I love this story its in my top 3 classic stories of the ones I've seen so far (the others being Tomb of the Cybermen and Earthshock) it was the first classic story I watched and it's also in one of my top 3 Dalek stories of the ones I've seen (other two being Dalek and The parting of the ways)  I'll be honest at first I was a bit befuddled why there wasn't a Tardis in this episode but luckily the internet explained. Terry Nation is a brilliant writer and it's a shame he's not with us today as I feel he would've wrote a classic new who story 

TheBiPunishment
TheBiPunishment

My first classic, and certainly one of my favourites. You've done it great justice, well done. You know, I wish Liz Sladen could have been in the 50th. Imagine if Sarah Jane had been present with Clara, helping her escape the Zygons in the present day etc. Before doing what Clara did and persuading the Doctor not to kill everyone. This would be poignant and powerful because a) whilst I love Jenna, Liz saying those lines would have been sublime and b) it would show how she has matured and grown from her earlier appearances, and how she will now show as much mercy as possible, wherever possible. Ah, to wish for what could have been.



The Finn
The Finn

Thanks DWTV for putting in the link to YouTube. I half guessed you'd insert that there. :)

Antee991166
Antee991166

Genesis is borderline perfect for me. I do agree that it is a tiny bit padded, and if it had been a 4-parter it would've been literally perfect. Nevertheless, its still one of the best stories in the show's history and also one of the best appearances of the Daleks. Very interesting article and looking very forward to Caves of Androzani!

MrRazza, Awaiting Results on Thursday
MrRazza, Awaiting Results on Thursday

Genesis of the Daleks was in fact my first ever classic story by a very long way, getting it on DVD for one of my birthdays. Financial trouble meant it was a good number of years before I ever saw my next (The Daemons)but it convinced me instantly of the awesomeness that is the classic era, God knows how many times I must have rewatched it over that period. 

Chilling, exciting and even thought provoking, it is a true masterpiece, and this article does it total justice.

The Outer Space K9
The Outer Space K9

The scene with the security guy  who just about holds Sarah  Jane hanging above those scaffolds really scared me the first time I saw it.  

And as someone who had never seen a Classic Dalek story it was...illuminating to find out so much about their past and how they came to be so evil. Great story.


supermoff
supermoff

Another brilliant article. 


I love Genesis of the Daleks to bits, and I believe it continues to be the greatest Dalek story ever told. The moral dilemma scene you quote, along with the scene where the Doctor ponders the question to Davros about whether he would allow the use of a virus, are the highlights of an already strong story. And, in retrospect, I like how this story can be considered the first step towards the initiation of the Time War. 

Hopefully, the revived era can churn out a brilliant Dalek story like this sometime in the future, but at the time the closest we have in the revived era to the brilliance of Genesis is "Dalek" and "Asylum of the Daleks". 

PeterwasmyDoctor
PeterwasmyDoctor

The first appearance of Davros & probably his best. This story is a favourite in my classic DVD collection. This & Resurrection of the Daleks IMHO are the best Davros stories. A great villain who the Doctor can verbally spar with probably more successfully than any Dalek. Tom on fine form as well.

floppy_who
floppy_who

Heresy! But everyone is entitled to an opinion, so good on you.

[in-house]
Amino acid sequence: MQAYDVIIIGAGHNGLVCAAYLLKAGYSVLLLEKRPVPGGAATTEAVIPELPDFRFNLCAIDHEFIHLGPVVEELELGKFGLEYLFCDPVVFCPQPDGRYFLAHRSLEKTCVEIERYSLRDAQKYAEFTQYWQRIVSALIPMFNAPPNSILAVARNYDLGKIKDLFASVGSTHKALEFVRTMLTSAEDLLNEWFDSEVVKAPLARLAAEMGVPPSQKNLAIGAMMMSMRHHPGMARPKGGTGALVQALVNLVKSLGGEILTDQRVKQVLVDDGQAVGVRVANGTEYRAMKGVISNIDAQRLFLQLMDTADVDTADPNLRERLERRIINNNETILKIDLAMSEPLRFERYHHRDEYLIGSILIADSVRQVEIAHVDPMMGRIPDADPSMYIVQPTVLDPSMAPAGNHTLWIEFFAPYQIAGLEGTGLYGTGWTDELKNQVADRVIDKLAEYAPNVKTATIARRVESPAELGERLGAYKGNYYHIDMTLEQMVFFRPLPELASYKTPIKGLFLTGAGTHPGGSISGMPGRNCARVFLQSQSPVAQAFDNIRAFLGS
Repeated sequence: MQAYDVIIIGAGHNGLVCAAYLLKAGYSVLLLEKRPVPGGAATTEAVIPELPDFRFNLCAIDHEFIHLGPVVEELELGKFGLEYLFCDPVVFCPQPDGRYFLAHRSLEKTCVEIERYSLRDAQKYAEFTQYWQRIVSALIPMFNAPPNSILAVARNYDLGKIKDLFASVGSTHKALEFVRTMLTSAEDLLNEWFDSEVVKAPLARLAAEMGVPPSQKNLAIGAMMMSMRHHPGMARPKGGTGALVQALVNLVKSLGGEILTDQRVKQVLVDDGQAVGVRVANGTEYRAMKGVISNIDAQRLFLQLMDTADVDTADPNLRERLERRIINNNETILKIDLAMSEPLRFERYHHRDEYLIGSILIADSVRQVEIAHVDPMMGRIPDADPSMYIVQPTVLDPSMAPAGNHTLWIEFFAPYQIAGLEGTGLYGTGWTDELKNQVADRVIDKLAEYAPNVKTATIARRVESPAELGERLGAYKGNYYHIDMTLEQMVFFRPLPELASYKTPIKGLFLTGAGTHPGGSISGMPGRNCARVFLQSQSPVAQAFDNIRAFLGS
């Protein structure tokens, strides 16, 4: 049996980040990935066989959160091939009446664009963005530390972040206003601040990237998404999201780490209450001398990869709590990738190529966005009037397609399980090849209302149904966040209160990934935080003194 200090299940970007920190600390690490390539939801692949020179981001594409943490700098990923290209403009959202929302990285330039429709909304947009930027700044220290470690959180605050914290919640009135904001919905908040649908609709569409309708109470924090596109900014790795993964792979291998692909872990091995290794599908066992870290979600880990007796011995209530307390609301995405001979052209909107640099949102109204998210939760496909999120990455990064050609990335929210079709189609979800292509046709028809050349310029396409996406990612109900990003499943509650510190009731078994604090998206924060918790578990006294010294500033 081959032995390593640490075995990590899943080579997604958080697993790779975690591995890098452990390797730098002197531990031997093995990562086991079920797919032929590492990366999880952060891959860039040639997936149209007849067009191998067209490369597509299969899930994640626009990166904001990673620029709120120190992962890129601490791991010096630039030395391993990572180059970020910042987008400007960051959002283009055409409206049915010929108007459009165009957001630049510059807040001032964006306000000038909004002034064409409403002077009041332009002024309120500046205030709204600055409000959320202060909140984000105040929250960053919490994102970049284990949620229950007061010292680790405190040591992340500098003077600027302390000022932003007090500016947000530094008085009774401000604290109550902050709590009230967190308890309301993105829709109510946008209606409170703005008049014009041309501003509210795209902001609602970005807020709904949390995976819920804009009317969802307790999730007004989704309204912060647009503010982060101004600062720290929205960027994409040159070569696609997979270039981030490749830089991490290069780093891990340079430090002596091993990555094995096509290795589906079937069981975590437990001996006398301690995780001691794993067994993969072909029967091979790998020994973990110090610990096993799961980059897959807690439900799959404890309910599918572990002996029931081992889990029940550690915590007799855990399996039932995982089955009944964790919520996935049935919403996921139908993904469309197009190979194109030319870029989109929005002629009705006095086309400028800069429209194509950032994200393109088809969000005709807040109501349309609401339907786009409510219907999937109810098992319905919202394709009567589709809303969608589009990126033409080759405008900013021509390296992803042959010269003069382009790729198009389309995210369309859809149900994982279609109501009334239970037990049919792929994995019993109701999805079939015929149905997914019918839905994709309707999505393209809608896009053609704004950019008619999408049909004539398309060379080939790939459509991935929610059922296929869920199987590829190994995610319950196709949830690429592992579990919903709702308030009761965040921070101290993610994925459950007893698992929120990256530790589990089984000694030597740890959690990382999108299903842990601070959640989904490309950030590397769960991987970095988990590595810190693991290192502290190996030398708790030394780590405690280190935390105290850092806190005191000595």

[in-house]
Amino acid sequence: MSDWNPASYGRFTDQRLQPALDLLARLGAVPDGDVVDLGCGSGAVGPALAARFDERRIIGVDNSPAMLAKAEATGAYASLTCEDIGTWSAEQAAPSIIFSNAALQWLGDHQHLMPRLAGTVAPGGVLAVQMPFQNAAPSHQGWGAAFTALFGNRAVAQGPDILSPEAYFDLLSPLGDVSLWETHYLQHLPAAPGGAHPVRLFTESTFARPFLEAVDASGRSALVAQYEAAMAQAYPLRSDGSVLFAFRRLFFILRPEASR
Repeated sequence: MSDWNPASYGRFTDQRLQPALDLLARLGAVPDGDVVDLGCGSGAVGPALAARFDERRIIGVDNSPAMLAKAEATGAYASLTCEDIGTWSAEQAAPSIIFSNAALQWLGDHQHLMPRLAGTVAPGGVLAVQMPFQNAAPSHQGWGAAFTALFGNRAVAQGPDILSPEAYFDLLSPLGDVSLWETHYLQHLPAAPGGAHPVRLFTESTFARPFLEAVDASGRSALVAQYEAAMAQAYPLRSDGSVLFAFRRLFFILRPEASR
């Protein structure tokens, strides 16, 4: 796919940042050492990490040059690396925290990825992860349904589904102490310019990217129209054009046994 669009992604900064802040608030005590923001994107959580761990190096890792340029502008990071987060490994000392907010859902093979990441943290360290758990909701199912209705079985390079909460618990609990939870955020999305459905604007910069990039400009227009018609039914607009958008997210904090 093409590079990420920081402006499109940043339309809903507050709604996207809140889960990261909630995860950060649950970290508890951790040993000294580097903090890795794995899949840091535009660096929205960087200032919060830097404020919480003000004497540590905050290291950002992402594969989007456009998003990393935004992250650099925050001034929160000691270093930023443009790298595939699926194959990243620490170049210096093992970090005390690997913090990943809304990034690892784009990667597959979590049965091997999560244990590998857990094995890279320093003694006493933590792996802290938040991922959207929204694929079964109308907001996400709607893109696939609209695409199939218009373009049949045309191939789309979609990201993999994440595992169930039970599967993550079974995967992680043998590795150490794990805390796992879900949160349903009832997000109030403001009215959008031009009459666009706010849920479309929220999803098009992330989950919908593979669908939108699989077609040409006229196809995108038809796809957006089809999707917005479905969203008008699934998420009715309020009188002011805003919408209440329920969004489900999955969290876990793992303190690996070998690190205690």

Scott1996
Scott1996

Yeah I have to say I don't particularly enjoy this story as much as I like Davros, when I hears it's praise I always think maybe if I watch it again I will get it then I realise I've watched it about three times already. Though admittedly it does have some good scenes in it, but I can't agree with you on Tom Baker's Doctor I happen to think he is one of the best!

Liana21
Liana21

The Styles and the COSTUMES. This really needs a edit button.

Liana21
Liana21

The Davros of Genesis vs Capaldi's Doctor on badass mode

That could be epic.

Tobias Cooper
Tobias Cooper

@Ivegotkidneys  sadly you can't base Terry Nation's talents on Genesis. Genesis is, in my opinion,the exception that proves the rule; the rule in this case being that Terry Nation is a Saturday Cinema hack. 

Liana21
Liana21

Mine would be similar: Genesis, Tomb and Daemons.

MrRazza, Awaiting Results on Thursday
MrRazza, Awaiting Results on Thursday

@Antee991166  There is a little padding, but I think a 4-parter would have left it rushed. There's nothing wrong with a little padding if it allows a story to unfold at its own pace and avoid leaping from location to location too frequently and suddenly, just so long as it doesn't detract from the main storyline.

Liana21
Liana21

But they could've managed divide the action moments, Matt and Arthur have more or less the same age and the writers managed give them their respective badass and action moments. I'm thinking on A Good Man goes to War, first we have Rory with the Cybermen (Where is my wife?), and later The Doctor with the colonel and Madame Kovarian (Good men don't need rules. Today it's not the day for guess why I have so many)

Antee991166
Antee991166

@MrRazza @Antee991166 Like I said I love this story, its just that most of the cliffhangers feel very tacked on and don't work well with the rest of the story. Sarah's breakout and The Doctor's electrocution being the weakest ones. Still, the cliffhangers to Parts 1 and 4 are absolutely fantastic.

calliarcale
calliarcale

@Antee991166 @MrRazzaBeing an American, the first time I saw it was on PBS, and it had been edited together into "omnibus" format -- so no cliffhangers, just flowing straight from one episode into another.  That more movie-like format works quite well for it.  It's hard to pace a story to have cliffhangers every 25 minutes, especially if it needs five of them, without some of them getting a little contrived.  ;-)